Memoirs of Benjamin Franklin; Written by Himself. [Vol. 2 of 2] With his Most Interesting Essays, Letters, and Miscellaneous Writings; Familiar, Moral, Political, Economical, and Philosophical, Selected with Care from All His Published Productions, and Comprising Whatever Is Most Entertaining and Valuable to the General Reader

By Benjamin Franklin

Page 219

the same degree of heat or cold.
The mercury sinks presently three or four degrees, and the quicker if,
during the evaporation, you blow on the ball with bellows; a second
wetting and blowing, when the mercury is down, carries it yet lower. I
think I did not get it lower than five or six degrees from where it
naturally stood, which was at that time sixty. But it is said that a
vessel of water, being placed in another somewhat larger, containing
spirit, in such a manner that the vessel of water is surrounded with the
spirit, and both placed under the receiver of an airpump; on exhausting
the air, the spirit, evaporating, leaves such a degree of cold as to
freeze the water, though the thermometer in the open air stands many
degrees above the freezing point.

I know not how this phenomena is to be accounted for, but it gives me
occasion to mention some loose notions relating to heat and cold, which
I have for some time entertained, but not yet reduced into any form.
Allowing common fire, as well as electrical, to be a fluid capable of
permeating other bodies and seeking an equilibrium, I imagine some
bodies are better fitted by nature to be conductors of that fluid than
others; and that, generally, those which are the best conductors of the
electric fluid are also the best conductors of this; and _e contra_.

Thus a body which is a good conductor of fire readily receives it into
its substance, and conducts it through the whole to all the parts, as
metals and water do; and if two bodies, both good conductors, one
heated, the other in its common state, are brought into contact with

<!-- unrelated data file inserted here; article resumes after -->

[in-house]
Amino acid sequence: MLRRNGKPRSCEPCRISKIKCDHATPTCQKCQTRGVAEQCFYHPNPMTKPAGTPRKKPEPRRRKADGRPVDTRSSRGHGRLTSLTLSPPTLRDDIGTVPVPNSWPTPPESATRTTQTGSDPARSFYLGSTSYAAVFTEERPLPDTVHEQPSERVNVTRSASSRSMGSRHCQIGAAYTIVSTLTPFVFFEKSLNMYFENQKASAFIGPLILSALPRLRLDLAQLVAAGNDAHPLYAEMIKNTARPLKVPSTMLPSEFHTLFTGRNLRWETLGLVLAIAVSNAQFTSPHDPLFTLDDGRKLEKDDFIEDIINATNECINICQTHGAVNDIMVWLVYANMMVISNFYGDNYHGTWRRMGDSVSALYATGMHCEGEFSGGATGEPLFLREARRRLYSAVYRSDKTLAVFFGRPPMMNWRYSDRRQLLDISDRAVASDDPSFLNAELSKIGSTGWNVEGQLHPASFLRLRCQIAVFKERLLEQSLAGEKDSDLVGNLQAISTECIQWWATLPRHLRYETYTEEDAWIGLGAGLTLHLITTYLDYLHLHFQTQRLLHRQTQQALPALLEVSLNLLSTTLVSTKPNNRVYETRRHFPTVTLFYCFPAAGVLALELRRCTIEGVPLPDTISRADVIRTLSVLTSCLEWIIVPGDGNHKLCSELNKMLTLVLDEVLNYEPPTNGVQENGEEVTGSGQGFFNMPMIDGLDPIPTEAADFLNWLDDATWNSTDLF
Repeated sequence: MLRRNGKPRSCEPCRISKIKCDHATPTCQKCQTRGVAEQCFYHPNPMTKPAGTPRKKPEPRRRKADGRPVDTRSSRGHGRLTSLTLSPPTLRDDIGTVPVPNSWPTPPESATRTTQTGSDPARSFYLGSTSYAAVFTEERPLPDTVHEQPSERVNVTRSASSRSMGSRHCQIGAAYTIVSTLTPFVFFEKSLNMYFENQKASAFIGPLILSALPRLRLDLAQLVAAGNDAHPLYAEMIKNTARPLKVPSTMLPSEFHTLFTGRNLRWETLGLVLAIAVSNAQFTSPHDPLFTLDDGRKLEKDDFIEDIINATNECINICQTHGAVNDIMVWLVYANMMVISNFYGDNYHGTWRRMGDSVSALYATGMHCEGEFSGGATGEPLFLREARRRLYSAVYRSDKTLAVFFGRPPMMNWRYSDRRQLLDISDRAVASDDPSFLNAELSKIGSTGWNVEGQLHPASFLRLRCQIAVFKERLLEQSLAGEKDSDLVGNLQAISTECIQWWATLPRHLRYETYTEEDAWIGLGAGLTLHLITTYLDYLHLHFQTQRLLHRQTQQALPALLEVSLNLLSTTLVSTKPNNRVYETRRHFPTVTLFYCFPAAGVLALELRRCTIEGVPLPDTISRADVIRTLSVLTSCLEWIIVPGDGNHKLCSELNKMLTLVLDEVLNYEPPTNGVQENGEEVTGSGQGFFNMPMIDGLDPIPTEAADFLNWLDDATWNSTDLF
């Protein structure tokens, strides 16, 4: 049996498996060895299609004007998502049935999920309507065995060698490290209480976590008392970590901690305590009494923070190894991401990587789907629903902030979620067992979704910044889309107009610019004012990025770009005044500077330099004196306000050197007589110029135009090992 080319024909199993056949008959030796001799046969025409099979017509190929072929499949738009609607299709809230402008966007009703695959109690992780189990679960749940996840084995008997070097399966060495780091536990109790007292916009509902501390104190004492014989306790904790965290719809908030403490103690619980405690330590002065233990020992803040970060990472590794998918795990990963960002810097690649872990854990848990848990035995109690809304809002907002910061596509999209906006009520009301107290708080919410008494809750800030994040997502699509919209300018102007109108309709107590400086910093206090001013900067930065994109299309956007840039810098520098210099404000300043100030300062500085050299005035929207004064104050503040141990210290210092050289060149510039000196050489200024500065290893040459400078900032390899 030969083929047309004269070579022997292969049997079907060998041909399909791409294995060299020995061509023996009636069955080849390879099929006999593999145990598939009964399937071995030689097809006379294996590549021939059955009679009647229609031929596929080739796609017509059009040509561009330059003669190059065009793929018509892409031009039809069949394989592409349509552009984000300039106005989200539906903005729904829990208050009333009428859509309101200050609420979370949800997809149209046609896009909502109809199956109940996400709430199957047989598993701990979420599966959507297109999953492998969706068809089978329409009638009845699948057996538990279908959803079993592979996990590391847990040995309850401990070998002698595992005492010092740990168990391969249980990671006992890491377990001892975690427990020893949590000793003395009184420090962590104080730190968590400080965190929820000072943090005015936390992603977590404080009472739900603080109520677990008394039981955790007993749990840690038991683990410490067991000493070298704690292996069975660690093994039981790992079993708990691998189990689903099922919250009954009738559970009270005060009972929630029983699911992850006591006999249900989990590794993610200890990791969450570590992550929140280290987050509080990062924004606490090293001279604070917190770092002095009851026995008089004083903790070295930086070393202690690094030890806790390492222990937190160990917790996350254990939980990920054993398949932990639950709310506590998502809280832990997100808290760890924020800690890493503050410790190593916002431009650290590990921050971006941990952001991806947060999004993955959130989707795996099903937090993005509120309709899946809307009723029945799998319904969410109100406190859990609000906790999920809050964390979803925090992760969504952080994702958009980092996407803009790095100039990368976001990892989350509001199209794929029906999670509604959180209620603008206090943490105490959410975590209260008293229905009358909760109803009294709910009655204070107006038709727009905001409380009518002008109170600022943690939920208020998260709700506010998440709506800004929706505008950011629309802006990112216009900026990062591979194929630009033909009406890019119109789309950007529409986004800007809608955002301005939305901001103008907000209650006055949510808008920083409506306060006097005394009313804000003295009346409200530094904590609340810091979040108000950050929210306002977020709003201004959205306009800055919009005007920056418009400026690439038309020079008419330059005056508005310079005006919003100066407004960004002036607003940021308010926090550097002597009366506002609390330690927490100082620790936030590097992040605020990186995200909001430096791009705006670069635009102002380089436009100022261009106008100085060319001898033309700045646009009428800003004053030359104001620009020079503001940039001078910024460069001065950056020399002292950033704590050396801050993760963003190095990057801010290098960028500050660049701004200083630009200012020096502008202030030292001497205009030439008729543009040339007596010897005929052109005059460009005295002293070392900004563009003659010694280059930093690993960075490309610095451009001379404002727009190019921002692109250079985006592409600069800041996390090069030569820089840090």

each other, the body which has most fire readily communicates of it to
that which had least, and that which had least readily receives it, till
an equilibrium is produced. Thus, if you take a dollar between your
fingers with one hand, and a piece of wood of the same dimensions with
the other, and bring both at the same time to the flame of a candle, you
will find yourself obliged to drop the dollar before you drop the wood,
because it conducts the heat of the candle sooner to your flesh. Thus,
if a silver teapot had a handle of the same metal, it would conduct the
heat from the water to the hand, and become too hot to be used; we
therefore give to a metal teapot a handle of wood, which is not so good
a conductor as metal. But

Last Page Next Page

Text Comparison with The Complete Works in Philosophy, Politics and Morals of the late Dr. Benjamin Franklin, Vol. 1 [of 3]

Page 11
To be acquainted with the particulars of my parentage and life, many of which are unknown to you, I flatter myself will afford the same pleasure to you as to me.
Page 26
I was tempted to try my hand among them; but, being still a child as it were, I was fearful that my brother might be unwilling to print in his paper any performance of which he should know me to be the author.
Page 75
This affair having turned my thoughts to marriage, I looked around me, and made overtures of alliance in other quarters: but I soon found that the profession of a printer being generally looked upon as a poor trade, I could expect no money with a wife, at least, if I wished her to possess any other charm.
Page 88
Phineas Bond.
Page 93
Peters has taken ten.
Page 120
--Simple and commodious electrical Machine.
Page 125
--We electrify, upon wax in the dark, a book that has a double line of gold round upon the covers, and then apply a knuckle to the gilding; the fire appears every where upon the gold like a flash of lightning: not upon the leather, nor, if you touch the leather instead of the gold.
Page 144
The space between any three particles, equally repelling each other, will be an equilateral triangle.
Page 176
_ _Query_, Wherein consists the difference between an _electric_ and a _non-electric_ body? _Answer.
Page 190
This was near the end of the gust.
Page 199
Electrify it, by bringing the excited glass tube near the other end, so as that the balls may stand an inch and an half, or two inches, apart: then, at the approach of the excited tube, they will, by degrees, lose their repelling power, and come into.
Page 228
--Doctrine of Repulsion in electrised Bodies doubted.
Page 269
Page 276
Page 287
_ I must retract the charge of idleness in your studies, when I find you have gone through the doubly difficult task of reading so big a book, on an abstruse subject, and in a foreign language.
Page 291
Page 315
_Electrics per se_ and non-electrics, difference between, i.
Page 320
difference in its qualities, 301.
Page 326
Page 344
'frandfather' replaced by 'grandfather'.